A Killeen man convicted of aggravated robbery should be released from prison soon after the Texas Court of Criminal Appeals vacated the conviction and ordered a new trial, his attorney said Thursday.
George Robert Powell III, 46, was convicted more than 11 years ago in a Bell County courtroom for the robbery of a Killeen convenience store. He was sentenced to 28 years in prison but always claimed he was innocent because of notable height discrepancies between the suspected robber and Powell. A series of Bell County hearings involving the Innocence Project of Texas started in 2017 and ended Jan. 30, 2018.
“The court agreed with Powell’s claims that the Bell County prosecutors (in Powell’s trial) failed to disclose exculpatory evidence to his trial lawyers that could have resulted in Powell’s acquittal,” said Michael Ware, Innocence Project of Texas executive director. “In fact, they knowingly presented perjured testimony by their star witness in their effort to get him convicted.”
Bell County District Attorney Henry Garza responded Thursday to the court’s ruling.
“Yesterday, the Texas Court of Criminal Appeals denied the defense arguments presented in their motion for rehearing before the Texas Court of Criminal Appeals and issued a mandate,” Garza said. “Where a mandate issues, as in this instance, the effect is that the appellate review is completed at this time and George Powell will be returned to Bell County for a new trial.”
Powell’s attorneys, Ware and Walter Reaves, filed a motion to expedite his release from a Texas Department of Criminal Justice prison in Gatesville. Powell could be transferred to the Bell County Jail or a new bond could be set to get Powell released until his new trial is held, Ware said.
“It’s up to the judge, but we hope it happens any day now — but it should happen within at least two weeks,” Ware said. “We hope he is released on a personal bond.”
Powell remained jailed Thursday in the Alfred Hughes Unit in Gatesville, and no bail was set.
Motion to disqualify DA office
The Innocence Project of Texas submitted a motion several weeks ago to disqualify the Bell County District Attorney’s office from any association with Powell’s new trial, but the motion hasn’t been heard yet, Ware saud.
Ware believes it is critical to disqualify that office because of its earlier “prosecutorial misconduct.”
“It’s highly likely they would do it again,” he said.
Previously, Garza objected to and disputed the prosecutorial claim. He said he didn’t find the words “prosecutorial misconduct” in an appellate ruling.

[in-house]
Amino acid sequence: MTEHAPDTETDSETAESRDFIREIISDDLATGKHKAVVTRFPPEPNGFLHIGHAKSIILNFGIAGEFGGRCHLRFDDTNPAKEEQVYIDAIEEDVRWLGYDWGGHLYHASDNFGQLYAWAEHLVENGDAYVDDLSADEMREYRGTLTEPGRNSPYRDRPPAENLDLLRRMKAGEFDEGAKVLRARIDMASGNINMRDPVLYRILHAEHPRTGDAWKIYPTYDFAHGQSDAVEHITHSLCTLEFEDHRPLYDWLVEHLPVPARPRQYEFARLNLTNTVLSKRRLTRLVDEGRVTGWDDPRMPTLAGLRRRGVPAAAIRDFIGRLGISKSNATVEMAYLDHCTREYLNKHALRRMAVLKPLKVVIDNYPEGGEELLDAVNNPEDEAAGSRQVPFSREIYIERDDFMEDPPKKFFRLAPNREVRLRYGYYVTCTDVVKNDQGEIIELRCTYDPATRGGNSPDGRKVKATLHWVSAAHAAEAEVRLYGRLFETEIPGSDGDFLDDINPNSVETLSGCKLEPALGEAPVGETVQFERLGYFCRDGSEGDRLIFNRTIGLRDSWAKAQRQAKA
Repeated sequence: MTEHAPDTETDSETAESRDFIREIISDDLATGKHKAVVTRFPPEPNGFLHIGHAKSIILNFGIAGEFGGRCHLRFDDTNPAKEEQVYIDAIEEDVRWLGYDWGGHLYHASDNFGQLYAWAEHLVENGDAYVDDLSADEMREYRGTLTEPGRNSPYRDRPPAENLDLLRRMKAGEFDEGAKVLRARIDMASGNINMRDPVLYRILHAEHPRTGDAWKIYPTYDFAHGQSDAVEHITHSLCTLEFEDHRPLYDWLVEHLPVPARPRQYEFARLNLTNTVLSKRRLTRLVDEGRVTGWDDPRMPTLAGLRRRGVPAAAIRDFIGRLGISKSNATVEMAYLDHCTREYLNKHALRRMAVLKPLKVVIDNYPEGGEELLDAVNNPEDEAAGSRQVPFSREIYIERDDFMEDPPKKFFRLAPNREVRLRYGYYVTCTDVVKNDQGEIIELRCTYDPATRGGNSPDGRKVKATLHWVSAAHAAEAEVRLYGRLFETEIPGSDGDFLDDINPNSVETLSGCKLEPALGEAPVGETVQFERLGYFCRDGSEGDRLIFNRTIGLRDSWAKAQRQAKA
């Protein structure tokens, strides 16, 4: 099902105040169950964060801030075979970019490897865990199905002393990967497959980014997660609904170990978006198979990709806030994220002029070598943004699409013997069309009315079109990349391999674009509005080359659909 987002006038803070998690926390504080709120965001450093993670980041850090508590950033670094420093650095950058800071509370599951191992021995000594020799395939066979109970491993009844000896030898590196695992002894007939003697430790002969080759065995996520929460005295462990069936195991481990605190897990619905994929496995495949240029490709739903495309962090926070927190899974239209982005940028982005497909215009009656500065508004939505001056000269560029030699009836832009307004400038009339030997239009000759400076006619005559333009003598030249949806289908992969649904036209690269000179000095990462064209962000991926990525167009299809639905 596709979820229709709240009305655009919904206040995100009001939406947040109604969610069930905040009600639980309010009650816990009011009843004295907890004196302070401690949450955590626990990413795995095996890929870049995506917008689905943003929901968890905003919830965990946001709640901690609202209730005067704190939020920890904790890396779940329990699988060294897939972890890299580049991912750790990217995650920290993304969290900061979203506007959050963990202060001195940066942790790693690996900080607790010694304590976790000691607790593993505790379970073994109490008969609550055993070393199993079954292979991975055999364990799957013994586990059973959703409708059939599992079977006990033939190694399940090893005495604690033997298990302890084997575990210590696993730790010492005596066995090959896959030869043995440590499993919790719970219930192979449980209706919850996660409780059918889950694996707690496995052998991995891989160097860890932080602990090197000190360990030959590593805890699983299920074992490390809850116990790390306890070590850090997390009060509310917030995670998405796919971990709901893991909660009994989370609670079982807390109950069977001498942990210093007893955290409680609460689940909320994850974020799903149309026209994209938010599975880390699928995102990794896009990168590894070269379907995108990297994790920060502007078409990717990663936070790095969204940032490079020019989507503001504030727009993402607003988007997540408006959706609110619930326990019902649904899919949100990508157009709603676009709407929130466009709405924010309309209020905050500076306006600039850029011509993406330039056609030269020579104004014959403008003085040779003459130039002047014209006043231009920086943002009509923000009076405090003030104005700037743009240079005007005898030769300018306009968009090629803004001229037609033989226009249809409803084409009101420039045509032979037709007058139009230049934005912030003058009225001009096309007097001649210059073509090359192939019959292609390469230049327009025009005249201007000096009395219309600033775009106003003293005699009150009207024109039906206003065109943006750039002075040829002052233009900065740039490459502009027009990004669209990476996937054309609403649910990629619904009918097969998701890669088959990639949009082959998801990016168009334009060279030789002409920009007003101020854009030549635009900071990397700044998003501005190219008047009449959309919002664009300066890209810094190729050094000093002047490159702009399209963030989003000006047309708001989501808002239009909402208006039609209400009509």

“Allegations suggested by Mr. Ware concerning the prosecutors in this case are not consistent with the testimony and facts provided in the previous proceeding,” Garza said.
Garza defended the character of two assistant district attorneys involved in the case — Paul McWilliams is Garza’s first assistant, and Leslie McWilliams. The pair is married.
It is Ware’s contention that the McWilliams should both have ethical and legal repercussions for their actions in the Powell trial. He previously said Garza is required to file a state bar grievance against the couple for concealing important information and putting out falsehoods as truth.
Any matters concerning the case will be addressed once Powell is transferred back to Bell County’s jurisdiction, Garza said. “Any legal matters will be presented before the court and we are prepared to address them and move forward on the case at the appropriate time,” he said.
Reasonable bail requested
The motion asked the trial court to grant reasonable bail once Powell is transferred to Bell County.
The Court of Criminal Appeals did not rule on if Powell was innocent, although Powell’s attorneys pointed to several things that backed up his assertion.
For instance, store clerks in the Killeen 7-Eleven robbery said the suspect was between 5 feet, 5 inches and 5 feet, 8 inches tall while Powell is 6 feet, 3 inches.
Bell County Judge John Gauntt didn’t address the claim Powell was innocent, but did tell the Court of Criminal Appeals he believed Powell should get a new trial.
It was a year between the time the Powell hearings ended Jan. 30, 2018, and Gauntt made his recommendation on Feb. 1, 2019.
Representing the prosecution during the Powell hearings was Assistant District Attorney Sean Proctor.
The Court of Criminal Appeals did agree with defense attorneys that a jailhouse informant testified against Powell to get “favorable treatment” for his own criminal case. Demetric Smith gave false testimony when he testified he wasn’t getting any special benefits, and the prosecutors did not correct the false testimony.
Smith was a repeat offender, but he was released on a personal recognizance bond, enhancement charges were waived, he was given credit for time served and was released without serving even a day in prison, records showed.
The fight continues
Powell’s current projected release date is June 18, 2036. He would be eligible for parole June 18, 2022, according to Texas Department of Criminal Justice online records.
“George is obviously very excited and relieved. He is innocent and has claimed that now for years,” Ware said. “This is definitely a step in that direction.”
“While we are thrilled about his imminent release, we will not stop fighting until we receive George’s full exoneration,” Ware said.
If Bell County is disqualified from the case, a special prosecutor would be appointed. Ware’s office hasn’t yet decided if it will request a change of venue if that occurs.